I'm going to win this "best bargain stock" contest with just two numbers: 152% and 10. The former is year-over-year income growth at Dr. Reddy's Laboratories (NYSE:RDY). The latter is its trailing-12-month P/E ratio.

I can't think of another industry in which a company that's more than doubling its income every year deserves to be valued at just 10 times earnings. If Dr. Reddy's keeps up that kind of growth, and the stock price doesn't change, in three years it'd be earning more than its entire valuation.

Consistently inconsistent
There's always a catch, right? There are probably several reasons why Dr. Reddy's doesn't get much love from investors. The most obvious may be how few people know about it. The company has been ranked just 205 times by Fools in our CAPS community, compared to almost 7,600 rankings of Google, or the more than 2,600 rankings of Pfizer (NYSE:PFE). Remember, Fools, unrecognized stocks can sometimes add stellar growth to your portfolio.

Another problem for Dr. Reddy's is that its growth is slowing. Investors have gotten used to astounding growth here, but its deceleration this year to one-third its previous speed could explain Dr. Reddy's 15% drop in stock price since the beginning of the year.








Net Income (in millions)







Year-over-year increase







All data courtesy of Capital IQ, a division of Standard & Poor's.
Data reflects trailing-12-month performance for the quarters ended in the named months.

I'd also point out that I cheated just a little in the above chart. Like fellow generic-drug makers Teva Pharmaceuticals (NASDAQ:TEVA) and Barr Pharmaceuticals, Dr. Reddy's has some serious rollercoaster earnings. Authorized generics or first-to-file status shoot earnings into the sky, but those figures plummet back to earth as the drugs' exclusive periods end. I've smoothed out the numbers in the above chart by including the trailing four quarters.

Quarter-over-quarter comparisons -- including a 37% drop in revenues last quarter -- could earn Dr. Reddy's a spot on our scariest stocks list. And that might be the ultimate reason why Dr. Reddy's is such a bargain; investors just can't take the roller-coaster earnings.

Growth potential
Dr. Reddy's has almost 70 Abbreviated New Drug Applications (ANDAs) pending with the FDA, which puts it on track to launch six to eight new products every year for the next few years. But the true growth potential for Dr. Reddy's lies in its push towards bringing follow-on biologics to market -- generic versions of biotech drugs like Amgen's (NASDAQ:AMGN) anemia drug EPOGEN or Genetech's (NYSE:DNA) cancer drugs.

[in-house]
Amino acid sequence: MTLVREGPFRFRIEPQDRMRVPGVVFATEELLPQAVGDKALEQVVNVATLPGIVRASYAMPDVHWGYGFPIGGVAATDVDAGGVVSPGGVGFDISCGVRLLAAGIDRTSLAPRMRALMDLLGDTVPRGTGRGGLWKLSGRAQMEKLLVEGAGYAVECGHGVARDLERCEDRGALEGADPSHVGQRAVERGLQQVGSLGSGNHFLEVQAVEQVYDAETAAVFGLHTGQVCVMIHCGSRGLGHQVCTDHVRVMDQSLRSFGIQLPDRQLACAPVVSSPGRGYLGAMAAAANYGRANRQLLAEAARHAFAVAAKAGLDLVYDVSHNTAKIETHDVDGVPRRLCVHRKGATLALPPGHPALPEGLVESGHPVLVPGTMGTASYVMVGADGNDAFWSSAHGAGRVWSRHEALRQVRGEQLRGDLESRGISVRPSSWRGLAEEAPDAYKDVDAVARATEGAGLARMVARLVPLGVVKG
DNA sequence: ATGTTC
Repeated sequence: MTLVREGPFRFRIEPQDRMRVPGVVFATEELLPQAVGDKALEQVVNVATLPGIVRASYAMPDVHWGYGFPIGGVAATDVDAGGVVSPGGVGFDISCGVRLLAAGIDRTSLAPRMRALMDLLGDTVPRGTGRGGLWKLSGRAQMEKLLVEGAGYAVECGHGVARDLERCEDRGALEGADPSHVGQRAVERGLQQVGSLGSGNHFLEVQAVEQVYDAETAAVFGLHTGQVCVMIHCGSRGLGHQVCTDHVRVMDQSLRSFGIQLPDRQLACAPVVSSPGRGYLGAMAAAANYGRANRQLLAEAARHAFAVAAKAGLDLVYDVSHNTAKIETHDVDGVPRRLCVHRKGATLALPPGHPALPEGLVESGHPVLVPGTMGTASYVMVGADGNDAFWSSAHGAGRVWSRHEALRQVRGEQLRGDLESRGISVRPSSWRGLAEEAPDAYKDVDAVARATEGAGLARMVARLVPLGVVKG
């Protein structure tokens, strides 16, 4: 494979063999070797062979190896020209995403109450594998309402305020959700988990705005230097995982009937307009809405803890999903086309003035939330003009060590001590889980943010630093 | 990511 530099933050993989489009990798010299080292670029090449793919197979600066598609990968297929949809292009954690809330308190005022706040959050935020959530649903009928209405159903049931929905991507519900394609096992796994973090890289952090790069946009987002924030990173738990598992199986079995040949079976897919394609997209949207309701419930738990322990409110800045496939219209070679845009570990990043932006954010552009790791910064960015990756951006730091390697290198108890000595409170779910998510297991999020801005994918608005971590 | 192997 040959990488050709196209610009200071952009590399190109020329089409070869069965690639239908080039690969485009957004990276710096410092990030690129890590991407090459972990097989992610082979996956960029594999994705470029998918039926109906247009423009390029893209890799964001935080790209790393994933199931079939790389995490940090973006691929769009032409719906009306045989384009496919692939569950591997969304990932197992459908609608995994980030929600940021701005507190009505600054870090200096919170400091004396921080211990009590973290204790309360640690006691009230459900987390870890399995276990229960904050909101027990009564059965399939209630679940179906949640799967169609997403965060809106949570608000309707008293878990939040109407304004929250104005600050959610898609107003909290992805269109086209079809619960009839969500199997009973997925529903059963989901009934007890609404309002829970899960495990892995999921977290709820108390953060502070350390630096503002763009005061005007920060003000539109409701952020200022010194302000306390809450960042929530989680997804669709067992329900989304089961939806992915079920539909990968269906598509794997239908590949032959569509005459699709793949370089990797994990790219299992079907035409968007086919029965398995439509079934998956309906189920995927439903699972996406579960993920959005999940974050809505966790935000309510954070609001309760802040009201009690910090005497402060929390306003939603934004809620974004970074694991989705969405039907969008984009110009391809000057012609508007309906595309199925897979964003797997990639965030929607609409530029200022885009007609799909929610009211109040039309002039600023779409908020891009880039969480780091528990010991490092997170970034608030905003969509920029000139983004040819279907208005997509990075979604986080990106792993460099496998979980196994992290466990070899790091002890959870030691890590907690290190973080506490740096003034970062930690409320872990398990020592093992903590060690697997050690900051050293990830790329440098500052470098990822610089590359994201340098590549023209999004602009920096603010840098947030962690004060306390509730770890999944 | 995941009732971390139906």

I have no idea whether it'll be 2008, 2009, or even later before Congress gets around to allowing the FDA to approve follow-on biologics, but a law will be passed eventually. Dr. Reddy's is making a shrewd move to expand its capabilities to sell more follow-on biologics in India. Since biotech drugs are harder to copy than small molecules, starting early should help it compete well against the European market leader, Novartis, once a pathway for approval is established in the U.S.

Final Foolish thoughts
Dr. Reddy's probably won't ever be a dream stock. It just doesn't have the household name of Johnson & Johnson (NYSE:JNJ) or Merck (NYSE:MRK). But it will break out of its funk once investors realize that 150% growth doesn't deserve a P/E of 10. You might want to buy before it's too late.

Do you agree that Dr. Reddy's got something cooking in the laboratory? Cast your vote by pegging the Doctor as an outperform in Motley Fool CAPS. Then come back next week, when we let you know which company the collective picked as the best bargain this holiday season.

Ready for more Fool-light specials? Dash to the rest of the series here.

Johnson & Johnson is a selection of the Income Investor newsletter. Pfizer is a pick of the Inside Value newsletter. Barr was picked by the Stock Advisor newsletter team. Need new ideas for your money? Talk stocks with other investors and our analysts when you try any of our newsletters free for 30 days.

Fool contributor Brian Orelli, Ph.D., doesn't own shares of any company mentioned in this article. The Fool has a disclosure policy.